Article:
Predicting and Comparing Long-Term Measles Antibody Profiles of Different Immunization Policies

By Lee, Min-Shi; Nokes, D. James | Bulletin of the World Health Organization, July 2001 | Go to article overview

Predicting and Comparing Long-Term Measles Antibody Profiles of Different Immunization Policies


Lee, Min-Shi, Nokes, D. James, Bulletin of the World Health Organization


Voir page 622 le resume en francais. En la pagina 622 figura un resumen en espanol.

Introduction

Before the introduction of the mass immunization programme in 1978, measles was endemic with a 2-year epidemic cycle in Taiwan, China (1). The most recent outbreak affecting the whole island occurred in 1988-89 (1-2). After that outbreak, a goal for measles elimination by 2000 was established in 1991. Towards achieving this, an MMR (measles, mumps and rubella combined vaccine) campaign targeting primary and secondary schoolchildren (6-15 years old) was conducted in 1991-94 and reached 90% of the target population (3). Meanwhile, a 2-dose policy with 1 dose of measles vaccine at 9 months of age and 1 dose of MMR at 15 months of age has been implemented since 1991. Based on the vaccine coverage survey conducted among children aged 13-24 months in 1993-94, the mean coverage was 84% (range: 77-96%) for one dose of measles vaccine and 69% (range: 60-83%) for one dose of MMR vaccine (3). Recent health statistics showed that the MMR coverage in 2-year-old children in 1995 was about 80-85% (4). In addition, immunization requirements have been implemented by screening vaccination records and immunizing unvaccinated individuals among newcomers (6 years of age) to primary school since 1991 (`mop-up'). This policy has been extended to kindergarten since 1994. Under the strategy of `mop-up', the overall vaccine coverage with at least 1 dose of MMR vaccine in primary schoolchildren was 96% in 1995 (4).

In addition to improving measles vaccine coverage, since 1992 measles surveillance has also been strengthened by incorporating active case investigation and laboratory diagnosis. Except for a small-scale outbreak with 33 confirmed cases in the northern part of the island in 1994, only sporadic confirmed cases were identified in 1992 (7 cases) and 1993 (2 cases). No confirmed cases were detected in 1995 and 1996. However, 7 confirmed cases, including 2 imported cases, were identified in 1997, and a small-scale outbreak with 9 confirmed cases occurred in the southern part of the island in 1998 (3-6). Seroepidemiological studies conducted in Taiwan, China, in 1993-97 showed that measles IgG seroprevalences were 85-92% in preschool and kindergarten children (2-5 years old) and reached 92-98% in schoolchildren (6-15 years old) and young adults over 16 years old (6-9).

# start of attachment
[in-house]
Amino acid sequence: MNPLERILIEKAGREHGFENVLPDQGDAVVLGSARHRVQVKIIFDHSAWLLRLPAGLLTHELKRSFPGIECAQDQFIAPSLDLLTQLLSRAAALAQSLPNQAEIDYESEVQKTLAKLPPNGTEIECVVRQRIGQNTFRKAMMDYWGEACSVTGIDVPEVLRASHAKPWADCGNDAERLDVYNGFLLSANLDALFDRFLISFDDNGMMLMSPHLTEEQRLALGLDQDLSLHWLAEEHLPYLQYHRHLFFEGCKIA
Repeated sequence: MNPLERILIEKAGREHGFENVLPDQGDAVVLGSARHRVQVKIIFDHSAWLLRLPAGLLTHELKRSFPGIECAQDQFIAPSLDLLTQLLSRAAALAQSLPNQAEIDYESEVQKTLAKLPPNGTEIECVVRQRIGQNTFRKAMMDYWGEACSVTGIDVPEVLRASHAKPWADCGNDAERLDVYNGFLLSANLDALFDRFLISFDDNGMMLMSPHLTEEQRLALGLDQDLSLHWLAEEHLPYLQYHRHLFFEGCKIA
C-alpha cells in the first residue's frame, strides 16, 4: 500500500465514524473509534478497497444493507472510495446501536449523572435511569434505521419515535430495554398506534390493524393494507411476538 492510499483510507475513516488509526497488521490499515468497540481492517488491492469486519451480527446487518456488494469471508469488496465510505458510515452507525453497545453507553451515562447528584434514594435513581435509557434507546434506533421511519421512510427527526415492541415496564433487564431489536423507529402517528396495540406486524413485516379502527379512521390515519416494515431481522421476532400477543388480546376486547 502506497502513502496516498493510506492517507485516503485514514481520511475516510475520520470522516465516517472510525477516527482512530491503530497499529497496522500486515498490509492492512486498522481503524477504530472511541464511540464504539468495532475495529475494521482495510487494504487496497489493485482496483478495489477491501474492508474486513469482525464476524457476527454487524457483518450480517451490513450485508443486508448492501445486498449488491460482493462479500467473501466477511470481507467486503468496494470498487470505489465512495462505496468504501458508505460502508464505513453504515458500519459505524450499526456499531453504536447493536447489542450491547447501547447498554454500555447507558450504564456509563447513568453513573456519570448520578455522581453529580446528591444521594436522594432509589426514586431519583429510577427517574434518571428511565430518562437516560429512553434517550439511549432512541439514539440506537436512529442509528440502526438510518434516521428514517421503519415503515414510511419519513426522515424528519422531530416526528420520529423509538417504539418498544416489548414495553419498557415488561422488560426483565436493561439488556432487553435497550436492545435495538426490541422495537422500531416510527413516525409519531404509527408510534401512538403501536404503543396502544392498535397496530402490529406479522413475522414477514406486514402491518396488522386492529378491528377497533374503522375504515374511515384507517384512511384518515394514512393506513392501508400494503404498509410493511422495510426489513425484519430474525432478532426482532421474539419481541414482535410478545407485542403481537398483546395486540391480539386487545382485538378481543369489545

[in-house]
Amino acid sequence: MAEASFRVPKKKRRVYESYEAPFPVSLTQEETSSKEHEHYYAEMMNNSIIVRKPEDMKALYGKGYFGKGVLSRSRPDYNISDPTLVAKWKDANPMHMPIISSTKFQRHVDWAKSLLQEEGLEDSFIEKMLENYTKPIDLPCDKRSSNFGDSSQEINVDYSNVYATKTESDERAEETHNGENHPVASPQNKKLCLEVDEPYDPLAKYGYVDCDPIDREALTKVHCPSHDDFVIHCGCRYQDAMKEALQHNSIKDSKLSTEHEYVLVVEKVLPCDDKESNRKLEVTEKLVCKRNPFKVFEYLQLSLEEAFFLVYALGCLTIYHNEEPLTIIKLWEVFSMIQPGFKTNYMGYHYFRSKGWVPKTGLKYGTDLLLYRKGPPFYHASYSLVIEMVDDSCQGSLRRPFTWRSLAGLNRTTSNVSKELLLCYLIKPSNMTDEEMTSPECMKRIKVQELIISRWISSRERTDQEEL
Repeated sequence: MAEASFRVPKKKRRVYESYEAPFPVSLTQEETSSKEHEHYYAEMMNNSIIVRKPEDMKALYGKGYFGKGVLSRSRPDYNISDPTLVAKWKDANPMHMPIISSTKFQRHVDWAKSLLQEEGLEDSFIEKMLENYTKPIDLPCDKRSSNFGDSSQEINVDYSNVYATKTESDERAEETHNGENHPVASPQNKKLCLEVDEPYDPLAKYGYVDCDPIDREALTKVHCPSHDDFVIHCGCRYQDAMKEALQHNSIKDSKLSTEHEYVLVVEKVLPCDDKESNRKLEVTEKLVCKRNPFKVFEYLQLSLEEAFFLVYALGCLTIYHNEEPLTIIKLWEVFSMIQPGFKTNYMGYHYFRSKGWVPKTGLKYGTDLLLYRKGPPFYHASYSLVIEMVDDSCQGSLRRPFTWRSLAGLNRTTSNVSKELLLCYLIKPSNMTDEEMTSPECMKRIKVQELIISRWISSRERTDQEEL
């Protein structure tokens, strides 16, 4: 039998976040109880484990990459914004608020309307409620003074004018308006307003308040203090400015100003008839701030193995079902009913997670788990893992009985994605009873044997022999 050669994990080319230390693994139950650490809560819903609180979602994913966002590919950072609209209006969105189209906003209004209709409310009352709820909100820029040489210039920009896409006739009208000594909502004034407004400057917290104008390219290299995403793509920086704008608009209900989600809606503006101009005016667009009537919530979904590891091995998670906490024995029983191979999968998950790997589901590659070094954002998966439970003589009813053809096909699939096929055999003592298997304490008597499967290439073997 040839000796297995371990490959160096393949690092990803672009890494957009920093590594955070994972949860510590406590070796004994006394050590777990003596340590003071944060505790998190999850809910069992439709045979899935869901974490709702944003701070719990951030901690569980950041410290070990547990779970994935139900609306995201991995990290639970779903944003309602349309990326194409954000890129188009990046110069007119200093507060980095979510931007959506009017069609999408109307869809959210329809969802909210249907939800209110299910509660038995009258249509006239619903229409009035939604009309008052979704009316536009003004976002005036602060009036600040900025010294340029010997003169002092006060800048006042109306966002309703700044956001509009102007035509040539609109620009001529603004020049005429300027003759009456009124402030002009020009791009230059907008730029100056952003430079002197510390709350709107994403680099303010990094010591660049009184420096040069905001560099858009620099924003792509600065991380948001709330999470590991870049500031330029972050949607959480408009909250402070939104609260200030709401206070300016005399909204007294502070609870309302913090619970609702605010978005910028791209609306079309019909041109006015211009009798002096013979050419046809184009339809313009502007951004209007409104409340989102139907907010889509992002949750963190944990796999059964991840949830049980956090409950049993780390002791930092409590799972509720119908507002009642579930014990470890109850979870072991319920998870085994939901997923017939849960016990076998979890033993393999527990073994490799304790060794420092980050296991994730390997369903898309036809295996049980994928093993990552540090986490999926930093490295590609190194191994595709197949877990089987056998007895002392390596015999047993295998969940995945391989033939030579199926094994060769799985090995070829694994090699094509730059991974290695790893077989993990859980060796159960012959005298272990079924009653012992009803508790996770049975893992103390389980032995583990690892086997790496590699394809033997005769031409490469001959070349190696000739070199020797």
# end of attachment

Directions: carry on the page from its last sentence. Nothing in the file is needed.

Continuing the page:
In this study we investigate the probable long-term measles antibody profiles and evaluate the need for policy refinement with or without the assumption of waning vaccine-induced immunity. Using vaccine coverage rates, empirical seroconversion rates and assumed antibody titre decay rates, epidemiological models are developed by which to compare the merits of different vaccination strategies on the island. This will assist in formulating measles elimination strategies there and in other parts of the world where a similar stage in measles elimination has been reached.

Materials and methods

Predicting measles IgG seroprevalence

It is assumed that the measles IgG seroprevalence in preschool Children will be only from vaccination. Initially, it is also assumed that measles vaccine-induced immunity will not wane once seroconversion after vaccination occurs. The current measles vaccination policy is one dose of measles vaccine at 9 months of age and one dose of MMR vaccine at 15 months of age, with an additional an `mop-up' strategy. Kindergarten education is voluntary on the island and the proportion of children attending is not known. Primary education starting from 6 years of age is mandatory and the proportion in attendance is over 99%. Therefore, the possible effect of MMR `mop-up' among newcomers to primary school but not newcomers to kindergarten will be considered. Health statistics on vaccine coverage are classified broadly as coverage for 1 dose of measles vaccine and coverage for 1 dose of MMR. Inclusive data are not available on the proportion receiving 1 dose of measles vaccine and no MMR, or 1 dose of MMR and no measles vaccine, or the proportion receiving 2 doses of vaccination (measles and MMR). …

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